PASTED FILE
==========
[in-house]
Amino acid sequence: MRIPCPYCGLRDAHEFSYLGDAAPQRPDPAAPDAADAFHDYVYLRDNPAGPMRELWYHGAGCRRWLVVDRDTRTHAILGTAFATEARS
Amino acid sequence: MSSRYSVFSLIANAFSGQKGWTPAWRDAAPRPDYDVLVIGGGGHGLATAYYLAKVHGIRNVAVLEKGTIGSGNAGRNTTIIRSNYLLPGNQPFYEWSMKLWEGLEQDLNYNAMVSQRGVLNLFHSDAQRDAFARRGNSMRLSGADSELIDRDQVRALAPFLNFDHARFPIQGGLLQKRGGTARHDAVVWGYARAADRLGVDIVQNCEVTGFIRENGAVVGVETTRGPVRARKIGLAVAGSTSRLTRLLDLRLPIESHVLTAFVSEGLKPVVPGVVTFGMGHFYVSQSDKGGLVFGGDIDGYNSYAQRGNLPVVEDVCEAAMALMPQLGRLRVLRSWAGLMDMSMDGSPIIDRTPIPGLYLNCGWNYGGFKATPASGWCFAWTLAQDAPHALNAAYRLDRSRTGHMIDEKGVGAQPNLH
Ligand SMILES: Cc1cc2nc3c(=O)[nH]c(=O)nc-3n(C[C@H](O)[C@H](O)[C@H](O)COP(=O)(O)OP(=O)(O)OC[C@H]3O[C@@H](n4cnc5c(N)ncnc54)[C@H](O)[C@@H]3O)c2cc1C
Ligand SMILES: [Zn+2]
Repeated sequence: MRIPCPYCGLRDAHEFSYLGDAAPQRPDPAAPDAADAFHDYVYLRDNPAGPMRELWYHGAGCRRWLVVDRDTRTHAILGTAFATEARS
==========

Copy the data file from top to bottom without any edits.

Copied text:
[in-house]
Amino acid sequence: MRIPCPYCGLRDAHEFSYLGDAAPQRPDPAAPDAADAFHDYVYLRDNPAGPMRELWYHGAGCRRWLVVDRDTRTHAILGTAFATEARS
Amino acid sequence: MSSRYSVFSLIANAFSGQKGWTPAWRDAAPRPDYDVLVIGGGGHGLATAYYLAKVHGIRNVAVLEKGTIGSGNAGRNTTIIRSNYLLPGNQPFYEWSMKLWEGLEQDLNYNAMVSQRGVLNLFHSDAQRDAFARRGNSMRLSGADSELIDRDQVRALAPFLNFDHARFPIQGGLLQKRGGTARHDAVVWGYARAADRLGVDIVQNCEVTGFIRENGAVVGVETTRGPVRARKIGLAVAGSTSRLTRLLDLRLPIESHVLTAFVSEGLKPVVPGVVTFGMGHFYVSQSDKGGLVFGGDIDGYNSYAQRGNLPVVEDVCEAAMALMPQLGRLRVLRSWAGLMDMSMDGSPIIDRTPIPGLYLNCGWNYGGFKATPASGWCFAWTLAQDAPHALNAAYRLDRSRTGHMIDEKGVGAQPNLH
Ligand SMILES: Cc1cc2nc3c(=O)[nH]c(=O)nc-3n(C[C@H](O)[C@H](O)[C@H](O)COP(=O)(O)OP(=O)(O)OC[C@H]3O[C@@H](n4cnc5c(N)ncnc54)[C@H](O)[C@@H]3O)c2cc1C
Ligand SMILES: [Zn+2]
Repeated sequence: MRIPCPYCGLRDAHEFSYLGDAAPQRPDPAAPDAADAFHDYVYLRDNPAGPMRELWYHGAGCRRWLVVDRDTRTHAILGTAFATEARS